Despite the touted “unlimited” frontier of cable television, there are definitely constrictions, when it comes to producers of African American content.
And that is one of the issues at the heart of the debate surrounding the proposed Comcast-NBCU merger.
To understand the controversy requires understanding how cable systems work.
These systems such as Comcast, Time Warner and Cox distribute programming content from entities often called networks or channels such as ESPN, CNN, TBS, TNT, BET and TV One.
These channels can be distributed on multiple cable systems.
Currently, according to the media watchdog organization Free Press, and based on FCC filings, 77 percent of all television channels are White-owned
Additionally, the top three owners of African-American targeted cable television channels are TV One, Time Warner and Viacom. Of that group, only TV One (a Black-founded but now publicly traded company) would be considered “Black owned.”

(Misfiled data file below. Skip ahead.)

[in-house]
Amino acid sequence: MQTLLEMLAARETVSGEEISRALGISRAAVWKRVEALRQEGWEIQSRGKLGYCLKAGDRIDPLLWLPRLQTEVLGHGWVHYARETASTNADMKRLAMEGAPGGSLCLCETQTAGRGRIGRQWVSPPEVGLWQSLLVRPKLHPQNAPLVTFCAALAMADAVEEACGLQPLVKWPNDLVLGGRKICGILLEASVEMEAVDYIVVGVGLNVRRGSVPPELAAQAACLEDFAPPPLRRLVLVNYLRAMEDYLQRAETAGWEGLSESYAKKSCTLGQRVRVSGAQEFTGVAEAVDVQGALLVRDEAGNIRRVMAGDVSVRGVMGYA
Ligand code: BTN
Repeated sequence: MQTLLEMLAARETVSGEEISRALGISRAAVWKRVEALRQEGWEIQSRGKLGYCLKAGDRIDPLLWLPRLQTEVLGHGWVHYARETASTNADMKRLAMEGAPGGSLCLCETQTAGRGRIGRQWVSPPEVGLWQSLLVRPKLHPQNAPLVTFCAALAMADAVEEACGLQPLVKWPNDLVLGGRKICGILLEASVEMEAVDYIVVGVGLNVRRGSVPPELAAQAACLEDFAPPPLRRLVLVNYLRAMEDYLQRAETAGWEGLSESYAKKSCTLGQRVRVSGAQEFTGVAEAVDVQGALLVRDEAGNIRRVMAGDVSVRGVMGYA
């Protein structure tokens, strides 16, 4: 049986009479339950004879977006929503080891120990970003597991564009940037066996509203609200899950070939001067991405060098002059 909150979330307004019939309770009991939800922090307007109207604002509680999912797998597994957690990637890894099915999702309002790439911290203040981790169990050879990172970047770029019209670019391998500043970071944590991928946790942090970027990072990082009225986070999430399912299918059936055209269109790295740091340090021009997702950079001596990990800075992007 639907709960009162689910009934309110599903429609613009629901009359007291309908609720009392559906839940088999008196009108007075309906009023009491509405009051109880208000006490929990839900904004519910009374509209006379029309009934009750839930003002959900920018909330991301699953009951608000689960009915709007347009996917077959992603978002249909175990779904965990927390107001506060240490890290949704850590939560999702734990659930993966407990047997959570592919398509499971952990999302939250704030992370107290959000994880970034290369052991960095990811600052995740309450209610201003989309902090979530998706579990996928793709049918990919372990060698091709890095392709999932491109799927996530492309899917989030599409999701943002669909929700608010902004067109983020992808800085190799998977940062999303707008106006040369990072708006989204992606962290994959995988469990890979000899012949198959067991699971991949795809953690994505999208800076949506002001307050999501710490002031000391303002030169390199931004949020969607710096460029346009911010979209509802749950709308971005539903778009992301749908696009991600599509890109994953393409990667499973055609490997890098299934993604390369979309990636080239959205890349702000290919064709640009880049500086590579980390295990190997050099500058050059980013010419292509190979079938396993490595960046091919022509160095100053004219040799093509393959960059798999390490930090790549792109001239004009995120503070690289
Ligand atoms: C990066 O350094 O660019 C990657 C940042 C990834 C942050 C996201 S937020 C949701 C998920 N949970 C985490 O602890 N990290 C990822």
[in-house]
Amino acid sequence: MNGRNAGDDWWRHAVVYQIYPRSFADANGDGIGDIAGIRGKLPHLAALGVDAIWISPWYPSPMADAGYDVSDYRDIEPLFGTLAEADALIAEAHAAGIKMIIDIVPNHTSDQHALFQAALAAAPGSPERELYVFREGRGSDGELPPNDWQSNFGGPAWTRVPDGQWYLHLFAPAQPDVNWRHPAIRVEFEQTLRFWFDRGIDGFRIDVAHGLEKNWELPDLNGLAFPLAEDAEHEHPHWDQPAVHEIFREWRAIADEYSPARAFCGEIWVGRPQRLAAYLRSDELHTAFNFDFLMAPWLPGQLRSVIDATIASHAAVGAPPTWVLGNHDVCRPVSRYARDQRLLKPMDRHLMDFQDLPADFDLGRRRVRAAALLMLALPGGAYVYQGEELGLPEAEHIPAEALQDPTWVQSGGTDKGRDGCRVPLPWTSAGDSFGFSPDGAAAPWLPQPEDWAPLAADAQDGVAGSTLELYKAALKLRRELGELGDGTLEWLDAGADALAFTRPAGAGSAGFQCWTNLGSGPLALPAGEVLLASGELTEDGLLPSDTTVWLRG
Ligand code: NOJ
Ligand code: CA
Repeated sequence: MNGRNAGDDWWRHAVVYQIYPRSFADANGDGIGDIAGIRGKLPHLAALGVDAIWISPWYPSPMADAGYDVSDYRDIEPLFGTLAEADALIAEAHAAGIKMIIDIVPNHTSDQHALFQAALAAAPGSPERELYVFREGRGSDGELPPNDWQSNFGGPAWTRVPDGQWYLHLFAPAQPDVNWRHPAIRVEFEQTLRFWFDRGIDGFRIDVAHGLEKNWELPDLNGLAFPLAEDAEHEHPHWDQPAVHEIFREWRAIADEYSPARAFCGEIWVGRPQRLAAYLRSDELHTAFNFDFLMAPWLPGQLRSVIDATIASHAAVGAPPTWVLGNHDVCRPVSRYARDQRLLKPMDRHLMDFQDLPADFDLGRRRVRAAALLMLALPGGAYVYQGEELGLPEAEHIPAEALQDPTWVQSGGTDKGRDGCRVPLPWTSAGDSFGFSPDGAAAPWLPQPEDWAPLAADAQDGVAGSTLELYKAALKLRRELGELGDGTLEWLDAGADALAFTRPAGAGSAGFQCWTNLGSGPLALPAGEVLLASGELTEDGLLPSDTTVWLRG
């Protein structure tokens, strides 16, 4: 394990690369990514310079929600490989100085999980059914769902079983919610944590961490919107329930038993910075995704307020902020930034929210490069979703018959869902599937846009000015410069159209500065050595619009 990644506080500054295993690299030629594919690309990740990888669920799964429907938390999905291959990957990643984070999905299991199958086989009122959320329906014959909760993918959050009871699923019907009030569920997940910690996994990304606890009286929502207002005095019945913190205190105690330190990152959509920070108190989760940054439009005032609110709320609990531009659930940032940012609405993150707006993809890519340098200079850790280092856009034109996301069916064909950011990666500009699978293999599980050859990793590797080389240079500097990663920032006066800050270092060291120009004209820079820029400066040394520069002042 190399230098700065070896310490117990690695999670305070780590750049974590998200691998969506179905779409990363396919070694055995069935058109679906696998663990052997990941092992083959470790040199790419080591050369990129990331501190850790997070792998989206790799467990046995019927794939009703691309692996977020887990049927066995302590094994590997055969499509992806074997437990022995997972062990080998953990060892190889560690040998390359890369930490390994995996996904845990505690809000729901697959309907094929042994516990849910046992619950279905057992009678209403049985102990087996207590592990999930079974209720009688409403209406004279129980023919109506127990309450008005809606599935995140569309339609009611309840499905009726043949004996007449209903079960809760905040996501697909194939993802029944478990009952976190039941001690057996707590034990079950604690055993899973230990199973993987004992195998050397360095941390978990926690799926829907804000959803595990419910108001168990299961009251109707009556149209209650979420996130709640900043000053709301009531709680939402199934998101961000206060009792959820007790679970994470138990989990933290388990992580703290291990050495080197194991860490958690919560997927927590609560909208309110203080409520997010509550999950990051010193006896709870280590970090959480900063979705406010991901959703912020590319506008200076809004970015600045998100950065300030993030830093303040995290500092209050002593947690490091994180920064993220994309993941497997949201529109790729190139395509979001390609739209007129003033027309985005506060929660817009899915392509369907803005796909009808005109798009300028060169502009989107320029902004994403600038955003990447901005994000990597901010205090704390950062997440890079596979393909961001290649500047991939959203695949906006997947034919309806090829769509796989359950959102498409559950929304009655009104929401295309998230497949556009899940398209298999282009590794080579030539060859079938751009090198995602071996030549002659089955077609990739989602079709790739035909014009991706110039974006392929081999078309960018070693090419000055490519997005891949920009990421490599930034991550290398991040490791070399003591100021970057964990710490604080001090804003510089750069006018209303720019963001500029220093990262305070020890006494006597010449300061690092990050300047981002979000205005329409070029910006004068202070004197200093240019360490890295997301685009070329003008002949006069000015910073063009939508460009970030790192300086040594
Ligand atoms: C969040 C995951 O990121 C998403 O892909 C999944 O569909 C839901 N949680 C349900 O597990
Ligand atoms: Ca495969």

Among the Black-owned cable channels that currently exist or are in development are The Black Television News Channel and The Africa Channel.
The Black Family Channel, which folded in 2007 because it was not able to obtain wide-spread distribution on a cable system, according to one published report, highlights one of the issues in the process–cable systems can limit a channel’s access to its subscribers by agreeing to carry the programming in only a limited number of markets.
Additionally, the systems can make certain channels a “premium” buy rather than part of the basic cable package every subscribers receives free.